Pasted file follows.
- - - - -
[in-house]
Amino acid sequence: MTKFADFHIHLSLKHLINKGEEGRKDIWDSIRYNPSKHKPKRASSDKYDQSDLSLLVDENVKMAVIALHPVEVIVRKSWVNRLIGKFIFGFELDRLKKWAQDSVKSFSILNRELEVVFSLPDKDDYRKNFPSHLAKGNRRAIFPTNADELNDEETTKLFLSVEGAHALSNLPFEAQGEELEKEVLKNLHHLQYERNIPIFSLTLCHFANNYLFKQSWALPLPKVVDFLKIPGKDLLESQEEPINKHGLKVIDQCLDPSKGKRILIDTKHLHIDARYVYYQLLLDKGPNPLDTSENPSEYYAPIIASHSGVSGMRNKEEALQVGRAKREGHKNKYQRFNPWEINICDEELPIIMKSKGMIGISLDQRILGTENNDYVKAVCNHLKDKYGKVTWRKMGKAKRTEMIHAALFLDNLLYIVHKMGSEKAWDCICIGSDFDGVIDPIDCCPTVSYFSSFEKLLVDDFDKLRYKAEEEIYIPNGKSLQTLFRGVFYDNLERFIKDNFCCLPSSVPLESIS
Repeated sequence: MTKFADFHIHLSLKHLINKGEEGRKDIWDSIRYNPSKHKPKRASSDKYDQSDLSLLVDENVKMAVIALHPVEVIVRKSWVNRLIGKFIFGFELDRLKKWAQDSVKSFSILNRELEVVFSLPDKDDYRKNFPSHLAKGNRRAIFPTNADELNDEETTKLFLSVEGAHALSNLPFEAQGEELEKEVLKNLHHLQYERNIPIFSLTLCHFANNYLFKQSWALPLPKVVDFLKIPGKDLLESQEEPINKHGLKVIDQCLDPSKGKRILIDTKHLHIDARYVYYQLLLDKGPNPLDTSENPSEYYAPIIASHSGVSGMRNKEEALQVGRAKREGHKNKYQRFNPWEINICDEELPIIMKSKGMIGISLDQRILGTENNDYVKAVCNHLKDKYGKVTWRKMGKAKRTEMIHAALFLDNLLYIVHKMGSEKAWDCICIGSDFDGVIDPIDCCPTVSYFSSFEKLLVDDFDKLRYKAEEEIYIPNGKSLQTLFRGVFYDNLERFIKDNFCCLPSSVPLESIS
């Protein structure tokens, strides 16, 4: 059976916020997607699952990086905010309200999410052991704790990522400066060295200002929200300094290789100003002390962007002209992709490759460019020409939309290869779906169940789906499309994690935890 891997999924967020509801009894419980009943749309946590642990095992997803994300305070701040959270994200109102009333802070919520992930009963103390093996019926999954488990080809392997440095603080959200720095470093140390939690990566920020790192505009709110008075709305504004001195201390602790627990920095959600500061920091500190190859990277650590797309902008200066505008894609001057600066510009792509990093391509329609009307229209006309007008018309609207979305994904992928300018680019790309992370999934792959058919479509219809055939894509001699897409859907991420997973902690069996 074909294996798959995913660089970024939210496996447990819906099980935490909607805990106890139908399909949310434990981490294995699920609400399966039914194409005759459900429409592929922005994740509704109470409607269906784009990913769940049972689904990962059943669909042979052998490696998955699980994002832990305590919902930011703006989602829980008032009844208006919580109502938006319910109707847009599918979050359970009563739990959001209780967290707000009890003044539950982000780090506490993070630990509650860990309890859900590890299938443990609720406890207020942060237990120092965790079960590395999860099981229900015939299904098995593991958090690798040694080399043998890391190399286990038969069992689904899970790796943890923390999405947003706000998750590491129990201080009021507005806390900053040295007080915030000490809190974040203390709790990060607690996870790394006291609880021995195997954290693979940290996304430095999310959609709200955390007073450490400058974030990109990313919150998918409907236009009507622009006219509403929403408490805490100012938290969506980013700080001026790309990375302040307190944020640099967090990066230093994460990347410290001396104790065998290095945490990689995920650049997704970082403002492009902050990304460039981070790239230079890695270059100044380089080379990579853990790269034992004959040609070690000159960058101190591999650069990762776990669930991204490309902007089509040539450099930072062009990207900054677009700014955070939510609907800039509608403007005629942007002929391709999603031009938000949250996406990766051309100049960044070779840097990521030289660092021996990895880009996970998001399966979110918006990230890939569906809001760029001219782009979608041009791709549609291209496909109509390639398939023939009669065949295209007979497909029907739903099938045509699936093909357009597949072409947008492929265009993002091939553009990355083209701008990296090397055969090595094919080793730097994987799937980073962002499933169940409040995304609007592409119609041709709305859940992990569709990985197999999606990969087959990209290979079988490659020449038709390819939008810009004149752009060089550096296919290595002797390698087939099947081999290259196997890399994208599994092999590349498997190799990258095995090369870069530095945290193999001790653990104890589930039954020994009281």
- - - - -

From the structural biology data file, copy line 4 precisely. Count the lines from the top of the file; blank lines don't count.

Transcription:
């Protein structure tokens, strides 16, 4: 059976916020997607699952990086905010309200999410052991704790990522400066060295200002929200300094290789100003002390962007002209992709490759460019020409939309290869779906169940789906499309994690935890 891997999924967020509801009894419980009943749309946590642990095992997803994300305070701040959270994200109102009333802070919520992930009963103390093996019926999954488990080809392997440095603080959200720095470093140390939690990566920020790192505009709110008075709305504004001195201390602790627990920095959600500061920091500190190859990277650590797309902008200066505008894609001057600066510009792509990093391509329609009307229209006309007008018309609207979305994904992928300018680019790309992370999934792959058919479509219809055939894509001699897409859907991420997973902690069996 074909294996798959995913660089970024939210496996447990819906099980935490909607805990106890139908399909949310434990981490294995699920609400399966039914194409005759459900429409592929922005994740509704109470409607269906784009990913769940049972689904990962059943669909042979052998490696998955699980994002832990305590919902930011703006989602829980008032009844208006919580109502938006319910109707847009599918979050359970009563739990959001209780967290707000009890003044539950982000780090506490993070630990509650860990309890859900590890299938443990609720406890207020942060237990120092965790079960590395999860099981229900015939299904098995593991958090690798040694080399043998890391190399286990038969069992689904899970790796943890923390999405947003706000998750590491129990201080009021507005806390900053040295007080915030000490809190974040203390709790990060607690996870790394006291609880021995195997954290693979940290996304430095999310959609709200955390007073450490400058974030990109990313919150998918409907236009009507622009006219509403929403408490805490100012938290969506980013700080001026790309990375302040307190944020640099967090990066230093994460990347410290001396104790065998290095945490990689995920650049997704970082403002492009902050990304460039981070790239230079890695270059100044380089080379990579853990790269034992004959040609070690000159960058101190591999650069990762776990669930991204490309902007089509040539450099930072062009990207900054677009700014955070939510609907800039509608403007005629942007002929391709999603031009938000949250996406990766051309100049960044070779840097990521030289660092021996990895880009996970998001399966979110918006990230890939569906809001760029001219782009979608041009791709549609291209496909109509390639398939023939009669065949295209007979497909029907739903099938045509699936093909357009597949072409947008492929265009993002091939553009990355083209701008990296090397055969090595094919080793730097994987799937980073962002499933169940409040995304609007592409119609041709709305859940992990569709990985197999999606990969087959990209290979079988490659020449038709390819939008810009004149752009060089550096296919290595002797390698087939099947081999290259196997890399994208599994092999590349498997190799990258095995090369870069530095945290193999001790653990104890589930039954020994009281």